This is Day 15 of a 21-day series. More scoop on the who/what/why, here.
Change happens a little bit at a time, then all at once.
Or at least, it seems to happen all at once. Ten-year "overnight" successes are inevitably outed as a series of dreary, plodding steps, missteps and backtracking, fueled by hope and intermittent peeks under the tents of greatness. And usually, there's something horrible in there, nadir-wise, like living in a car you're about to turn around and point towards your hometown while there's still enough gas to get you there RIGHT BEFORE the big break comes. (Only if you look closer, it's never even a big break, just the right level of readiness meeting the right brand of opportunity.)
Did things start working for me when I had my bloody epiphany? Or did they start when I first became truly disillusioned with my big, fat advertising job in New York City, some 17 years before? Or was it the next crushing blow, in Chicago, the trifecta of new horrible job, old boss who brought me there abandoning me within two months, Love of My Life dumping me inside of 11?
The answer is yes. And in between, there were a lot more "yes"-es. There was my first-shrink-slash-astrologer, who made me understand that I could be deeply broken and still work. There was volunteering. There was a new job, and agency, and a marriage, and a move, and an end of the marriage, and yoga, and a hating of yoga, and Nei Kung, which is (knock wood/so far) still pretty awesome and showing signs of staying power, and a new career, and another new career, and the same amount of new significant others.
Oh, yeah, and a blog.
Somewhere in there was a whole lot of sanding and polishing. I forget how I stumbled upon it, but I fell into and subsequently became kind of (surprise, surprise) obsessed with metalsmithing. It was the first non-writing practice I found that I liked, and I loved it: the fussing with details, the acquisition of new skills, the making of an actual thing. It was my own first meditative practice that actually worked: the ungodly amounts of polishing and sanding involved turned out to be highly enjoyable and therapeutic; if they didn't prove to translate literally to Karate Kid-style wax-on/wax-off training, they definitely opened the door to...something. A series of other doors, perhaps, leading to where I am now. (And as soon as I figure out where that is, you'll be the second to know.)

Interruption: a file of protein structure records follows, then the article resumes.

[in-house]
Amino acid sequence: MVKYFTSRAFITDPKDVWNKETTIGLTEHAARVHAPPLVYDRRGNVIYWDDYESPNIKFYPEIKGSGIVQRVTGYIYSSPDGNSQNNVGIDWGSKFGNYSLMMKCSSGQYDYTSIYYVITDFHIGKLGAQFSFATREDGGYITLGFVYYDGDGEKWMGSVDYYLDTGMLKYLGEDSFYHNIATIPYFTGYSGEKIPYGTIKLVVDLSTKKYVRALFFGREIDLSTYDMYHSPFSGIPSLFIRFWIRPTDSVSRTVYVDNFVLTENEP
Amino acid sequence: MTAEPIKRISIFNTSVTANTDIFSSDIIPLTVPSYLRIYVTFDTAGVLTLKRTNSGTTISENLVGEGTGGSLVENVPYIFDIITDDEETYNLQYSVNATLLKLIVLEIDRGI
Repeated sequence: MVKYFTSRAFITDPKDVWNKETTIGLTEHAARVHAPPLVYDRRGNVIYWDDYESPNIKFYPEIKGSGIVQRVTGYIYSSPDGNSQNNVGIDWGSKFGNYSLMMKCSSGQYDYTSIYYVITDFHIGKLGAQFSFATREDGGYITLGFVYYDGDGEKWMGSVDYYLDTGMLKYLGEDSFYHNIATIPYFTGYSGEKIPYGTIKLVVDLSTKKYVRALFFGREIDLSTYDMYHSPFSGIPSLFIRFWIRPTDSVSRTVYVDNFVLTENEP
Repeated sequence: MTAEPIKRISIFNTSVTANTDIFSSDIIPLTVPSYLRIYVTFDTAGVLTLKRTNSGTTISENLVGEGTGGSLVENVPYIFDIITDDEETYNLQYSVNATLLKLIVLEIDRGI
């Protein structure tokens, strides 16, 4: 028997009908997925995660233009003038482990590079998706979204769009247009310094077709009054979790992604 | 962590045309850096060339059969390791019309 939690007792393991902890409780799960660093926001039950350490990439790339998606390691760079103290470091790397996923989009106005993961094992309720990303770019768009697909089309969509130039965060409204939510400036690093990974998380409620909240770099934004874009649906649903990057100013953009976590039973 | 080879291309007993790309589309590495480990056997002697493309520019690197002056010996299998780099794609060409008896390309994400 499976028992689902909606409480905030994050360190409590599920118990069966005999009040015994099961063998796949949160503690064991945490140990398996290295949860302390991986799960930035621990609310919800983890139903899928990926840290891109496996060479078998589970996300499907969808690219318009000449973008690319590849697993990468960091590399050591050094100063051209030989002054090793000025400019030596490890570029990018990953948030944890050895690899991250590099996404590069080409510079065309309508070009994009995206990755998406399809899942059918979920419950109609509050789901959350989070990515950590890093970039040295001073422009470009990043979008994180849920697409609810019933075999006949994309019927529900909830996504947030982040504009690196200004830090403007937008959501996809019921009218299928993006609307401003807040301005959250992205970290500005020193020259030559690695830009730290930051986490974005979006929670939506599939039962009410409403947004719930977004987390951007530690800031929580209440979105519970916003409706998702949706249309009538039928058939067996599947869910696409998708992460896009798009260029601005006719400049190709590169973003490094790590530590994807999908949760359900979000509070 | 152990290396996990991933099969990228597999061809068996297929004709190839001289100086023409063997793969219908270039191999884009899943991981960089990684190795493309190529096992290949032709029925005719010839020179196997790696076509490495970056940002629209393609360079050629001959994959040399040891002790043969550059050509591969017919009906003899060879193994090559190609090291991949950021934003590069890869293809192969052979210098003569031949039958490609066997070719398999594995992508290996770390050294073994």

I dragged my findings and scrap and new-in-box equipment from Chicago to Los Angeles, always thinking I'd pick it all up again, maybe even become a real metalsmith! But I finally realized earlier this year that the only thing that all that stuff was doing these days was filling up an out-of-reach cupboard in my kitchen, and let all of it go for $100 to someone at a different part of the trajectory. A thousand-dollar, 18-year lesson. (What can I say? Some of us learn more slowly than others.)
Now we come to the finished jewelry itself. I am hanging onto a very, very few pieces left which I still wear and love; the rest, I'm letting go of in one lot. It weighs 2.2 ounces, according to the 'tater, who dragged it to the Mayberry P.O. to get weighed. That includes whatever stones, all cabachons, none precious, that are set in the pieces, and the findings, which may be silver, but I can't say. I can say that any of those pin-backs I shaped myself, because our teacher was kind of Miyagi-like in her insistence on form.
I will also say that I had a penchant for filing things to a rather sharp edge, and a couple of the pins could probably double as a throwing star.
Of course, if you like not-very-beautifully-designed sterling jewelry, you could have a big set instantly, for cheap. Or a lot of holiday "shopping" done in a heartbeat.
I'm really kind of hoping that some nice metalsmith who casts will buy the lot, though, and transform it. Circle of life, etc.
Is that you? Or someone you know? Email the 'tater: miz.tater AT gmail DOT com.